PATIENTS admitted in Philippine private hospitals for the coronavirus have increased, the Private Hospitals Association of the Philippines, Inc. said on Wednesday.
“For the past two or three days, when the number of COVID-19 cases has been increasing, admissions in private hospitals have also increased,” group President Jose Rene de Grano told a televised news briefing.
Most of the admissions were “coincidental COVID,” a label used for patients who were admitted for different health issues but tested positive for the virus after screening, he said.
“Most of these patients were admitted to hospitals due to other diseases.” He did not say how many admissions there were exactly.
The increase in hospital use also depends on the number of allocated beds, Mr. De Grano said. “If you have 20 beds and 10 are admitted, that’s 50% already.”
He said admissions in private hospitals have been rising in the Calabarzon, Western Visayas and Davao regions.
Health officer-in-charge Maria Rosario S. Vergeire on Tuesday said the positivity rate in Aklan province increased to 59.7% in the past week.
The World Health Organization (WHO) has set a 5% threshold for the positivity rate.
Still, the rising hospital admissions are not a cause for concern, Ms. Vergeire said, noting that the use rate for beds dedicated to COVID-19 patients in Aklan was only 17%, while the use rate for intensive care unit beds was 5%. Both are considered low risk.
Mr. De Grano said it is still safe for people to go to private hospitals for their healthcare needs, noting that there are separate facilities for COVID-19 patients. Health protocols continue to be observed in hospitals, he added.
The Philippines posted 1,088 COVID-19 infections on Tuesday, with a 23.4% positivity rate, according to the OCTA Research Group.
Of the new cases, 488 came from Metro Manila, OCTA fellow Fredegusto P. David tweeted on Tuesday night.
There were 15,299 active coronavirus cases nationwide, he said. There were 1,754 new recoveries, bringing the total to 4,036,331. There were no reported deaths.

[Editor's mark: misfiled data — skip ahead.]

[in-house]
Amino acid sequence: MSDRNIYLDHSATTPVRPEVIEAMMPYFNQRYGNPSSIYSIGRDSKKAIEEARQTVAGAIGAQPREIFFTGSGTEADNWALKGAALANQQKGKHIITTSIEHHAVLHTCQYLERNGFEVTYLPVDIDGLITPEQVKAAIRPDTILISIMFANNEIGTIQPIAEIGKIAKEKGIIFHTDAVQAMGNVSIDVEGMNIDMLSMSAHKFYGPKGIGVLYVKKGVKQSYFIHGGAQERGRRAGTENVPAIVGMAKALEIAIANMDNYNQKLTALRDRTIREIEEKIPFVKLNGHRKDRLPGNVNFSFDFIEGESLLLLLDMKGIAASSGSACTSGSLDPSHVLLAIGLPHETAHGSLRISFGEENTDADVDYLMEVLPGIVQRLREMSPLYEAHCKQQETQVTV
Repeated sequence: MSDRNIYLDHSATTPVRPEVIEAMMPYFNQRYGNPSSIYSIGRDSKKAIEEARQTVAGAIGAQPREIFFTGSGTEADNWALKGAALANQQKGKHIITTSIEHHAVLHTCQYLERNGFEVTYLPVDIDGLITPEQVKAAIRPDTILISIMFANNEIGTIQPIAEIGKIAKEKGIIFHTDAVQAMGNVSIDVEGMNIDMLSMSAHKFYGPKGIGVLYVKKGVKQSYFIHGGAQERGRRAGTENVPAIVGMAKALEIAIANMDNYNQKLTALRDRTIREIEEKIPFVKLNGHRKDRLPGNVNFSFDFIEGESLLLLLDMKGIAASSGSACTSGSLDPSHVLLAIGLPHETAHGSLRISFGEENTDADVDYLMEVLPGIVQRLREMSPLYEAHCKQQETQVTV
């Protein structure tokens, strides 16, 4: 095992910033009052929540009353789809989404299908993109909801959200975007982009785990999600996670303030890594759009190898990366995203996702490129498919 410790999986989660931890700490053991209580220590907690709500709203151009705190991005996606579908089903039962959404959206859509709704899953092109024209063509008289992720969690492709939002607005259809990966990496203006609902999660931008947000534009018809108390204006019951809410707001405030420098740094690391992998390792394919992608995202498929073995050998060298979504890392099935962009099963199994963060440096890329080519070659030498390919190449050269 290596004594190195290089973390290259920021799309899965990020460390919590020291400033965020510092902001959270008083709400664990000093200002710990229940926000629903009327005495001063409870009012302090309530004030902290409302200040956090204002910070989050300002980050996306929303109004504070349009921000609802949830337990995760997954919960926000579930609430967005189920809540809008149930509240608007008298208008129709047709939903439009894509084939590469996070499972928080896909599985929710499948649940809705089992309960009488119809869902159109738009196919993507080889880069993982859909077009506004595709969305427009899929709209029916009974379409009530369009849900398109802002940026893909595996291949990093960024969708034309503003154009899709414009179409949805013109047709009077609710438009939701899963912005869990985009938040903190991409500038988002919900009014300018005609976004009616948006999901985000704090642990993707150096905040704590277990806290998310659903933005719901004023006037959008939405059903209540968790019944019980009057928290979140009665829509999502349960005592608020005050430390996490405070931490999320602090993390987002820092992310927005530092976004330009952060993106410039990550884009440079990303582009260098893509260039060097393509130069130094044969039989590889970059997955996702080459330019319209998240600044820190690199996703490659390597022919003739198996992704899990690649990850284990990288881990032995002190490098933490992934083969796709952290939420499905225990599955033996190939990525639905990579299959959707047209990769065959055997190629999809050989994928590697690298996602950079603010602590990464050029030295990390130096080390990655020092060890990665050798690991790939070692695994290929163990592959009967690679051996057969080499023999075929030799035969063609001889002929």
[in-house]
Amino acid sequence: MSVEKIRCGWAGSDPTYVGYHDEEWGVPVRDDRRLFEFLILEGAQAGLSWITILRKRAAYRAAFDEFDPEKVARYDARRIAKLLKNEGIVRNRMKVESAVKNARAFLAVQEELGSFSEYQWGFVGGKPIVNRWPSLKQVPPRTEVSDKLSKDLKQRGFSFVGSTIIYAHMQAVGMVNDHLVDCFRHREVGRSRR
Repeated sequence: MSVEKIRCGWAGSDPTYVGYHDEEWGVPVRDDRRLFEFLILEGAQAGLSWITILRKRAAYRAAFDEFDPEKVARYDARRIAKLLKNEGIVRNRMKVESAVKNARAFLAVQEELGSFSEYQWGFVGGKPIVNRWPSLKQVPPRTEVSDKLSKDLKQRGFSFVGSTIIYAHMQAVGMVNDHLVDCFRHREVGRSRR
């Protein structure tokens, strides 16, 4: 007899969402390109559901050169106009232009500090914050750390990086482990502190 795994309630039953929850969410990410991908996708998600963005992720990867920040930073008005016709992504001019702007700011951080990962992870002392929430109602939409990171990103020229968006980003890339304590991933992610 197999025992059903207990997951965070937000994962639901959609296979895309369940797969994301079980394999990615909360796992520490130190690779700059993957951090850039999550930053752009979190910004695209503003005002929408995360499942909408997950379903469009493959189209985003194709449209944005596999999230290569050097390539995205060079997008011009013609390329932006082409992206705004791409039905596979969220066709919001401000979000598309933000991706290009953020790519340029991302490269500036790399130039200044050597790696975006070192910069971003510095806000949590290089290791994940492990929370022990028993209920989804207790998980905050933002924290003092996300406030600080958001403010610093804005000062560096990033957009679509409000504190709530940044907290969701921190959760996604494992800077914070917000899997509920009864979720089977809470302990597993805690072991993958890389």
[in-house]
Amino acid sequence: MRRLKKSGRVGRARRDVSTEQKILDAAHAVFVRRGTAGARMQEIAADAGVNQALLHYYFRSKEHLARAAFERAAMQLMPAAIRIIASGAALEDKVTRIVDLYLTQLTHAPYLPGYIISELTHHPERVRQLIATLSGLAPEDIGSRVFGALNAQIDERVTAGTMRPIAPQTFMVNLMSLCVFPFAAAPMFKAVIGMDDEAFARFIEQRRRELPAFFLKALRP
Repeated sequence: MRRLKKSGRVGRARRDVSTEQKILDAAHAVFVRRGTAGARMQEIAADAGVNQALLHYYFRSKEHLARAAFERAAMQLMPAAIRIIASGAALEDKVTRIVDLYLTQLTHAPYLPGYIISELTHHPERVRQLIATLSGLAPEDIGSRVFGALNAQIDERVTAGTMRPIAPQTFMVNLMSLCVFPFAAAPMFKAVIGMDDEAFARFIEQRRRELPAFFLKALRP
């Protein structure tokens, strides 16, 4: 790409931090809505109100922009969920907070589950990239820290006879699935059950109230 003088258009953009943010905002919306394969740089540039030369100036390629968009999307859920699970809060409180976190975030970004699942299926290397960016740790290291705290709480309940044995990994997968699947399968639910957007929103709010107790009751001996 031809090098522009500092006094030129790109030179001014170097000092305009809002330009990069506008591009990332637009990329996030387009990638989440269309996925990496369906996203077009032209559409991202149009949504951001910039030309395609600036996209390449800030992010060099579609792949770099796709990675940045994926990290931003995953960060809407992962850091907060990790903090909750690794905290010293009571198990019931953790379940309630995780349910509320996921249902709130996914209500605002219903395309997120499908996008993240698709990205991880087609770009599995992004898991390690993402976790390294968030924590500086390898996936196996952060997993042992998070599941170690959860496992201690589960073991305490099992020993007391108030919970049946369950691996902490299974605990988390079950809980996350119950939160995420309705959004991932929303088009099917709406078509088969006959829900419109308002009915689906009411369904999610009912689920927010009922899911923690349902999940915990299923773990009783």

At a Tuesday briefing, Ms. Vergeire confirmed the local transmission of Omicron subvariant XBB.1.16, citing the absence of links among three recent cases detected in central Philippines.
“Recent genome sequencing has revealed that there are additional three XBB.1.16 or Arcturus cases in Western Visayas,” she said.
“Based on what we are seeing, there is no linkage to any of these cases that we had been identifying,” Ms. Vergeire said. “There is a local transmission of Arcturus just like any of the different variants or Omicron variant in the country.”
OCTA earlier this month said the surge in COVID-19 infections in the country was possibly being driven by XBB 1.16.
“Although genome sequencing has not shown a high number of XBB 1.16 cases, we only sequenced 2% of reported cases,” Mr. David told BusinessWorld on Tuesday. “The most predominant strains in the country are versions of XBB — 1.9.1, 1.9.2 and 1.16, 1.5.”
Earlier this month, the World Health Organization declared that COVID-19 is no longer a global health emergency.
The pandemic has been on a downward trend for more than a year, WHO Director-General Tedros Adhanom Ghebreyesus said, noting that the trend had allowed most countries to return to life as we knew it before COVID-19.
On Jan. 30 2020, the WHO declared the first recorded COVID-19 outbreak a public health emergency of international concern. The health emergency was classified as a pandemic on March 11, 2020.
The coronavirus has sickened about 689 million and killed almost 7 million people worldwide, according to the Worldometer website, citing various sources including the WHO. About 661 million people have recovered. — Kyle Aristophere T. Atienza